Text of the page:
A term that shows up now and then in news articles about development in the Black Hills is “urban-wildlife interface.” No, that’s not the name of a rock band. It’s bureaucratese for “build a house in the woods and you’ll have critters in your yard.” Or actually, around here, it means, “live anywhere in town and you’ll have critters in your yard.”
This year’s drought-breaking rains have produced abnormally lush vegetation, which means the “urban” part of the “urban-wildlife interface” is doing its best to keep the lawn mowed, while the “wildlife” part is thriving on all that food.
In our yard, all this abundance means you can hardly go up to the street to get the morning paper without tripping over two or three bunnies. The cottontails have been reproducing like—well, you know what. They seem to be thriving, despite the pair of foxes that have taken up residence in the nearby gully.
Yesterday morning I left the garage door open while I watered some plants, and when I came back around the corner a few minutes later, a couple of adolescent bunnies were playing under my car. When they saw me coming, they scampered out of the garage and into the grass, and I swear they were giggling. Maybe, being teenage guys, they were just checking out the motor. Or maybe they wanted to see whether I had left the keys in the ignition, in case they wanted to sneak off later to drive down to the convenience store for illicit cigarettes and a six-pack of cheap beer.
This is the fun part of the “urban-wildlife interface.” If I were a more serious gardener, or if there were a few more bunnies, I’m sure I would regard them less as entertainment and more as pests.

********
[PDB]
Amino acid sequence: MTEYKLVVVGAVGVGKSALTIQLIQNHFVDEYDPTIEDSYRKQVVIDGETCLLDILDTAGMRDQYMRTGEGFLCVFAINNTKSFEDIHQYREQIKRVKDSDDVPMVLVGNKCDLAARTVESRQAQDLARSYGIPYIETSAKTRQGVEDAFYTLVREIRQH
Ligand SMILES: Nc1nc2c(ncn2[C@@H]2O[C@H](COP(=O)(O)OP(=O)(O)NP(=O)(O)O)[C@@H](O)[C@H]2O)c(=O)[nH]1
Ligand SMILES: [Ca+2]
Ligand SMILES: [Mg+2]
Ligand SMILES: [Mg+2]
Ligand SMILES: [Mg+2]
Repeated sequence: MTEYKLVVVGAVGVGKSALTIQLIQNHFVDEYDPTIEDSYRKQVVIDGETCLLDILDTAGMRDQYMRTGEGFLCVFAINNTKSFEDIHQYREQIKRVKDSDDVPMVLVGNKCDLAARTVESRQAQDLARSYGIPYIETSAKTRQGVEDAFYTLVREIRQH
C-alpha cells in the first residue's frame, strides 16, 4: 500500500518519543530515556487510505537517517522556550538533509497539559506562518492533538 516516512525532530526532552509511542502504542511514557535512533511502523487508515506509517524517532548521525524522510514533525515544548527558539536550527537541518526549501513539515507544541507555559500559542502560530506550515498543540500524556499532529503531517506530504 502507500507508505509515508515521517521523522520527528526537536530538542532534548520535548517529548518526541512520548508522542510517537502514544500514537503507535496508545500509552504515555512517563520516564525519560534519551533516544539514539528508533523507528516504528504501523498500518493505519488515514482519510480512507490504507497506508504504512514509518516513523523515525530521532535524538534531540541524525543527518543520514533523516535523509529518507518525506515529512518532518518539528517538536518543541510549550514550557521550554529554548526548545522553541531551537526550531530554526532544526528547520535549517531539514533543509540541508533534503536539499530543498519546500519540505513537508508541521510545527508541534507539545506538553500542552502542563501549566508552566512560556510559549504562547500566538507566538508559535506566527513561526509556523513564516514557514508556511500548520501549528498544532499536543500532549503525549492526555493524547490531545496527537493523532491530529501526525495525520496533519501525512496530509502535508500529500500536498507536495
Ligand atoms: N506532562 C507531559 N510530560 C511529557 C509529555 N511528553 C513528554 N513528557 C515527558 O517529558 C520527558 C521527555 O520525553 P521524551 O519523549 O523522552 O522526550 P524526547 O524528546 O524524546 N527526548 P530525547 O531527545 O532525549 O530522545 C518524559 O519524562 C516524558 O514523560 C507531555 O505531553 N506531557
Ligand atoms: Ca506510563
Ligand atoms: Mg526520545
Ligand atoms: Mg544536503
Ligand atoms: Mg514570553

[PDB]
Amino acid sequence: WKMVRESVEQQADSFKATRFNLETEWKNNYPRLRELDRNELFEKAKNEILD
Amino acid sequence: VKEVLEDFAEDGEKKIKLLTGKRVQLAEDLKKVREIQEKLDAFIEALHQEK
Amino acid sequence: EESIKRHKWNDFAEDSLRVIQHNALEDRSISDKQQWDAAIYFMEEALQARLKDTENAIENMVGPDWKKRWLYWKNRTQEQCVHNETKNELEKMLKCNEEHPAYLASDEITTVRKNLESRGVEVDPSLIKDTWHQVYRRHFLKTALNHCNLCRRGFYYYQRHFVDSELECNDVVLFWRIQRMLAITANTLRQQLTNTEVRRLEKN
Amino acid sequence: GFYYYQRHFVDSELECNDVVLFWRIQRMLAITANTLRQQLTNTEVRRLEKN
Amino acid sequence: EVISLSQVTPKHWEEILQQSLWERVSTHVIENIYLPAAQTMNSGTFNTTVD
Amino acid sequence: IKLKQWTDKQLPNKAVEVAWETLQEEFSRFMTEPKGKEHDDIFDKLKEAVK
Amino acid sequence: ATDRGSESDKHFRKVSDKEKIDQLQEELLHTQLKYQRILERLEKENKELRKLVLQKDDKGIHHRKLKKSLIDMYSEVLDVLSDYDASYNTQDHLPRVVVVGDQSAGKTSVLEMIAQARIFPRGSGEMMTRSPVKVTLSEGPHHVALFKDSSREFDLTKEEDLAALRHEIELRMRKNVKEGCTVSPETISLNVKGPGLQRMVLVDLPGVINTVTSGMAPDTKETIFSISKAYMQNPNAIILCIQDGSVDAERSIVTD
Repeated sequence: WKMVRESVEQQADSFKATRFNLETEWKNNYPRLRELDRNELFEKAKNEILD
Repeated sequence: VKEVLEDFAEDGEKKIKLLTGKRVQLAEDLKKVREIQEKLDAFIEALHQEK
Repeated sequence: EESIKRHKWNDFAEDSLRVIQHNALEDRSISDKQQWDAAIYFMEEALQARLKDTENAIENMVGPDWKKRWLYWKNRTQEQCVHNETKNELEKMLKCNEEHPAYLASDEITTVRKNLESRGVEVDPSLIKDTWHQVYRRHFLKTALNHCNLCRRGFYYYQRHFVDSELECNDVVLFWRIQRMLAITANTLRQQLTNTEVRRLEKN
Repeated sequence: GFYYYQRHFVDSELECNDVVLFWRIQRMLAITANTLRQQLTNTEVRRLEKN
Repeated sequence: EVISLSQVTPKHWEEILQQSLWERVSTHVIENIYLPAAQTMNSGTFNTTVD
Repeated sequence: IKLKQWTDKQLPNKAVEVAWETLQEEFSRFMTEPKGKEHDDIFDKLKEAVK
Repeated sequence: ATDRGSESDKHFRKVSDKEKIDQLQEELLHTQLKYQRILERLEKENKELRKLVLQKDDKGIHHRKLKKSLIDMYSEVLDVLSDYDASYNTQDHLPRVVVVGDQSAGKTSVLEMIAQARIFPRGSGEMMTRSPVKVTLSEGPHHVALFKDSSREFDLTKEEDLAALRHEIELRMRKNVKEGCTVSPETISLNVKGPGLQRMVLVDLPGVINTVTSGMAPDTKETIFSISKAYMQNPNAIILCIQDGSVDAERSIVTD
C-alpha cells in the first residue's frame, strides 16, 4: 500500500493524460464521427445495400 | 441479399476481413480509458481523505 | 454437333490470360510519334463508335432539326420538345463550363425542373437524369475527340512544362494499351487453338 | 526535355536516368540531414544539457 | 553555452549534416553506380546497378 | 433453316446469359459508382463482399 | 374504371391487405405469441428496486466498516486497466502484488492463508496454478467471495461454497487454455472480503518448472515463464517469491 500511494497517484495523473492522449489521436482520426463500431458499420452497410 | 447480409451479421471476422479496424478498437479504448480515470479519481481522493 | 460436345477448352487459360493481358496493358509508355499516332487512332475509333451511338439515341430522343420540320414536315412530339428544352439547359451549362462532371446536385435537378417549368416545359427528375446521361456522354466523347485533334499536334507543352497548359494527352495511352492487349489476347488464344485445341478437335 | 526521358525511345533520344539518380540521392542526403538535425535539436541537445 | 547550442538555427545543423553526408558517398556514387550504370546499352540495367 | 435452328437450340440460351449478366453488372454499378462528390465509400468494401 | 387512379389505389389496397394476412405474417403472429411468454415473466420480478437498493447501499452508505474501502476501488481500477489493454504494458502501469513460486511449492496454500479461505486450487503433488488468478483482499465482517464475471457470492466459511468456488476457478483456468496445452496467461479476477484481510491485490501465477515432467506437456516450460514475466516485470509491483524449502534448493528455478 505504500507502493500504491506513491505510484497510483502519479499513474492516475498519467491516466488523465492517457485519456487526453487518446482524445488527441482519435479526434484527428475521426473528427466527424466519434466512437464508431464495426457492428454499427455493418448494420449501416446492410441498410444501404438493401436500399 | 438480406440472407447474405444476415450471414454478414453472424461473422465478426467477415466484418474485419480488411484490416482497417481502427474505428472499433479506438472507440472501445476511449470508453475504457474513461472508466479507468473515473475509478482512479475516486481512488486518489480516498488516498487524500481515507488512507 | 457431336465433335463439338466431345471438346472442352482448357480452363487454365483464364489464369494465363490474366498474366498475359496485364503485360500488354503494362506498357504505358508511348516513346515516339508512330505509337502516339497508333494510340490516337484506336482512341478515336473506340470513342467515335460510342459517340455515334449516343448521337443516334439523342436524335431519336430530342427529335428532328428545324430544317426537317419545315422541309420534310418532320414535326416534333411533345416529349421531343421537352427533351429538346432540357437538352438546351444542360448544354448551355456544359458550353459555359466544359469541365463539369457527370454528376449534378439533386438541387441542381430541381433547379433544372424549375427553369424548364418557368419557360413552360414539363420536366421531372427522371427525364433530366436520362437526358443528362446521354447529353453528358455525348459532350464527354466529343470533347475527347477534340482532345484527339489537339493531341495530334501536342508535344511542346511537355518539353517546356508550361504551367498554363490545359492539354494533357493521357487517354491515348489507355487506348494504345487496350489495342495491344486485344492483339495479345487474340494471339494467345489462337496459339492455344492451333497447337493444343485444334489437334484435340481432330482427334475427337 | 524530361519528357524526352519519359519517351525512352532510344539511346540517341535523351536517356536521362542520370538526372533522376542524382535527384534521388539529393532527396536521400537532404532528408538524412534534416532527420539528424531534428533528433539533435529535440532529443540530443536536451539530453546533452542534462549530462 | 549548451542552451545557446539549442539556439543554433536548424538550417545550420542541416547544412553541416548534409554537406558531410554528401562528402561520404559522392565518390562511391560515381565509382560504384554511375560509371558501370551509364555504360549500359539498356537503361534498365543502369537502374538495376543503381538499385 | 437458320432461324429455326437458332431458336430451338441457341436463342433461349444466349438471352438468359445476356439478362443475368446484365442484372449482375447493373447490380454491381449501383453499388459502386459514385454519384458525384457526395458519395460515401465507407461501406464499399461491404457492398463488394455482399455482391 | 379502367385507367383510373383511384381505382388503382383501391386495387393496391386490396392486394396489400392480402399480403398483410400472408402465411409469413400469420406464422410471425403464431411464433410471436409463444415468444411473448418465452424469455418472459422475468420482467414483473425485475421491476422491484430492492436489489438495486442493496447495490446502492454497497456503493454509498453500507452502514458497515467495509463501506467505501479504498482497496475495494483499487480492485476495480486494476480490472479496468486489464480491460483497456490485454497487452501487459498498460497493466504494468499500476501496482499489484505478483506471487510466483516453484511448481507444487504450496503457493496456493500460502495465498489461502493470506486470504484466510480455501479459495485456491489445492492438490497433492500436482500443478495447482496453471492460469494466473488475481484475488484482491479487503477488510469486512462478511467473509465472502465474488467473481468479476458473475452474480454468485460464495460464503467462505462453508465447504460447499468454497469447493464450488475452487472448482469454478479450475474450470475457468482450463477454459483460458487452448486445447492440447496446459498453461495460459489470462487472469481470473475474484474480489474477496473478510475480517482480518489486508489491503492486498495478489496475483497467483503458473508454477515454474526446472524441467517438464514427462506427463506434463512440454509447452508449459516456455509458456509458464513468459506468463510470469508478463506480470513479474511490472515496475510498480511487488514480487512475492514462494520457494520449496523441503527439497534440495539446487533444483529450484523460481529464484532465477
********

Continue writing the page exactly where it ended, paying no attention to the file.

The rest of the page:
But urban or not, we are sometimes reminded that this isn’t the Disney version of the outdoors. Like the time earlier this summer when we ran over a nest of cottontails with the lawn mower. Two (hopefully uninjured) palm-sized youngsters darted across the driveway to shelter, a third crouched in trembling terror in the grass until it was picked up and deposited under the safety of the steps, and an unfortunate fourth was left as nothing but bloody scraps of fur.
Then there was the fawn we saw in the back yard last evening. It was just a few feet from the patio doors, eyes wide and fan-like ears swiveling as it tried to make sense of the fawn it could see reflected in the glass. Although it looked healthy and was browsing its way through the grass and shrubs near the door, its coat was rough with burrs, and it kept balancing on three finger-thin legs in order to scratch with a dainty hoof. Still dappled with spots, it was obviously too young to be wandering around alone.
Yet, during the half-hour or so the fawn spent in the back yard, no mom showed up. Either the fawn was disobeying orders to stay put, or its mother had been hit by a car or grabbed by a mountain lion for last night’s dinner. Either way, the little guy’s odds of survival aren’t good. And if it is an orphan, realistically there’s nothing we can, or probably should, do about it.
That Mother Nature. She isn’t always a sweet little lady. As living in the “urban-wildlife interface” can demonstrate, sometimes she’s a tough old broad.